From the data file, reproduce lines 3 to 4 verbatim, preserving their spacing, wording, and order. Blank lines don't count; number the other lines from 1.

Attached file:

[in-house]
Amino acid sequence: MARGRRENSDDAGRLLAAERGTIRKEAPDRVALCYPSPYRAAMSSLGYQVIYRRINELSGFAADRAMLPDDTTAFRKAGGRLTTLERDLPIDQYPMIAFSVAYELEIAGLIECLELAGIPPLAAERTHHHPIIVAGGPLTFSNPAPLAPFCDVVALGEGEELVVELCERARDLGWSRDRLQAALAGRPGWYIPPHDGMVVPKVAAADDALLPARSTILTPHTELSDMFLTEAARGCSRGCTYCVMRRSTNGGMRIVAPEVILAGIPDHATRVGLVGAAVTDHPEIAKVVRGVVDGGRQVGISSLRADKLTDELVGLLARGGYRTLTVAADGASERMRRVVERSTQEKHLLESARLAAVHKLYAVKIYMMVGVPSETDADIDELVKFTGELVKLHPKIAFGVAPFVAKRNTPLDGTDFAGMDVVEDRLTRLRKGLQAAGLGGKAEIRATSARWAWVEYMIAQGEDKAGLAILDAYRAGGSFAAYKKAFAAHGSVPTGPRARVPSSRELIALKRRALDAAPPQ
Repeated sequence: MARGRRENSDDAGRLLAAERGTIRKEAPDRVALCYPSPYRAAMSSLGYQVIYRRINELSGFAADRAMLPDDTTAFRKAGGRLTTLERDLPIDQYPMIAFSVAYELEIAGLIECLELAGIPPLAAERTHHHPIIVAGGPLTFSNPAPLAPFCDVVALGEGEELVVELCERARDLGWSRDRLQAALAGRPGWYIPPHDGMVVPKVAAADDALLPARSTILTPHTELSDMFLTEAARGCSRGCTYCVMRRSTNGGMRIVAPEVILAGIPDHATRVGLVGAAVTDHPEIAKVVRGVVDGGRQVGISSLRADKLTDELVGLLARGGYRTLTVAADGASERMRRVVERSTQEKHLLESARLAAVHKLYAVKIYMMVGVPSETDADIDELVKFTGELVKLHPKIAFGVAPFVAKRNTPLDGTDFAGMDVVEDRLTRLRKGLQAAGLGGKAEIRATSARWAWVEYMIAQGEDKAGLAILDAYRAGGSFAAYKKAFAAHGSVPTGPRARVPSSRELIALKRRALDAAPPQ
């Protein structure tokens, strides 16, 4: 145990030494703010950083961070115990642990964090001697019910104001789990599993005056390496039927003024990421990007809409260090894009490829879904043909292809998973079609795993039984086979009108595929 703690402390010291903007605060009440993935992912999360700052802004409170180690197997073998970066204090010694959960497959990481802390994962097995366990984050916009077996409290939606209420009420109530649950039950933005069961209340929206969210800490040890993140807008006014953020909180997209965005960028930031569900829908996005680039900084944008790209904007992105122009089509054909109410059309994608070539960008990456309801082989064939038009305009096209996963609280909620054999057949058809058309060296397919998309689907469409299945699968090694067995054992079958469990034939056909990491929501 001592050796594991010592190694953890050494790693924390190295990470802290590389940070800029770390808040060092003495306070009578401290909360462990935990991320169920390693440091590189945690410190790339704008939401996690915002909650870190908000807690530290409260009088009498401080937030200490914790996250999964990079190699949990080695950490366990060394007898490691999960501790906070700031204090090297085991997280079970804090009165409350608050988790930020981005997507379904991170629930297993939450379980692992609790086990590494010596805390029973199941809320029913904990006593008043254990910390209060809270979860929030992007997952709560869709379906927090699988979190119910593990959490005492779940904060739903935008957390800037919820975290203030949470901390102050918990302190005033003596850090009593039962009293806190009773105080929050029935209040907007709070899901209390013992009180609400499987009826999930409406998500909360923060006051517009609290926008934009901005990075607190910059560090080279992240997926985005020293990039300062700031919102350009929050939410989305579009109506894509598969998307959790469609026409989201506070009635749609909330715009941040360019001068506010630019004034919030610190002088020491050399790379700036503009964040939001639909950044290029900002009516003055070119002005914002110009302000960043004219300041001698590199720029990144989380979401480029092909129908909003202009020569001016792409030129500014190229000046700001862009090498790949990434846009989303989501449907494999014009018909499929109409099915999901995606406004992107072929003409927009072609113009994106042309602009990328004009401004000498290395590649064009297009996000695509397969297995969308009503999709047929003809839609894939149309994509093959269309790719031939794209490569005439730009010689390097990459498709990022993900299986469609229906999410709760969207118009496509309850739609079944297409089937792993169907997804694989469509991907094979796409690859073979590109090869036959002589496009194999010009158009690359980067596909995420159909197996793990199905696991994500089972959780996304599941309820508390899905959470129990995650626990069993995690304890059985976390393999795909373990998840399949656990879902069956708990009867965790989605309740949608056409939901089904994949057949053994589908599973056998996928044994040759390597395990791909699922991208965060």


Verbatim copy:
Repeated sequence: MARGRRENSDDAGRLLAAERGTIRKEAPDRVALCYPSPYRAAMSSLGYQVIYRRINELSGFAADRAMLPDDTTAFRKAGGRLTTLERDLPIDQYPMIAFSVAYELEIAGLIECLELAGIPPLAAERTHHHPIIVAGGPLTFSNPAPLAPFCDVVALGEGEELVVELCERARDLGWSRDRLQAALAGRPGWYIPPHDGMVVPKVAAADDALLPARSTILTPHTELSDMFLTEAARGCSRGCTYCVMRRSTNGGMRIVAPEVILAGIPDHATRVGLVGAAVTDHPEIAKVVRGVVDGGRQVGISSLRADKLTDELVGLLARGGYRTLTVAADGASERMRRVVERSTQEKHLLESARLAAVHKLYAVKIYMMVGVPSETDADIDELVKFTGELVKLHPKIAFGVAPFVAKRNTPLDGTDFAGMDVVEDRLTRLRKGLQAAGLGGKAEIRATSARWAWVEYMIAQGEDKAGLAILDAYRAGGSFAAYKKAFAAHGSVPTGPRARVPSSRELIALKRRALDAAPPQ
């Protein structure tokens, strides 16, 4: 145990030494703010950083961070115990642990964090001697019910104001789990599993005056390496039927003024990421990007809409260090894009490829879904043909292809998973079609795993039984086979009108595929 703690402390010291903007605060009440993935992912999360700052802004409170180690197997073998970066204090010694959960497959990481802390994962097995366990984050916009077996409290939606209420009420109530649950039950933005069961209340929206969210800490040890993140807008006014953020909180997209965005960028930031569900829908996005680039900084944008790209904007992105122009089509054909109410059309994608070539960008990456309801082989064939038009305009096209996963609280909620054999057949058809058309060296397919998309689907469409299945699968090694067995054992079958469990034939056909990491929501 001592050796594991010592190694953890050494790693924390190295990470802290590389940070800029770390808040060092003495306070009578401290909360462990935990991320169920390693440091590189945690410190790339704008939401996690915002909650870190908000807690530290409260009088009498401080937030200490914790996250999964990079190699949990080695950490366990060394007898490691999960501790906070700031204090090297085991997280079970804090009165409350608050988790930020981005997507379904991170629930297993939450379980692992609790086990590494010596805390029973199941809320029913904990006593008043254990910390209060809270979860929030992007997952709560869709379906927090699988979190119910593990959490005492779940904060739903935008957390800037919820975290203030949470901390102050918990302190005033003596850090009593039962009293806190009773105080929050029935209040907007709070899901209390013992009180609400499987009826999930409406998500909360923060006051517009609290926008934009901005990075607190910059560090080279992240997926985005020293990039300062700031919102350009929050939410989305579009109506894509598969998307959790469609026409989201506070009635749609909330715009941040360019001068506010630019004034919030610190002088020491050399790379700036503009964040939001639909950044290029900002009516003055070119002005914002110009302000960043004219300041001698590199720029990144989380979401480029092909129908909003202009020569001016792409030129500014190229000046700001862009090498790949990434846009989303989501449907494999014009018909499929109409099915999901995606406004992107072929003409927009072609113009994106042309602009990328004009401004000498290395590649064009297009996000695509397969297995969308009503999709047929003809839609894939149309994509093959269309790719031939794209490569005439730009010689390097990459498709990022993900299986469609229906999410709760969207118009496509309850739609079944297409089937792993169907997804694989469509991907094979796409690859073979590109090869036959002589496009194999010009158009690359980067596909995420159909197996793990199905696991994500089972959780996304599941309820508390899905959470129990995650626990069993995690304890059985976390393999795909373990998840399949656990879902069956708990009867965790989605309740949608056409939901089904994949057949053994589908599973056998996928044994040759390597395990791909699922991208965060």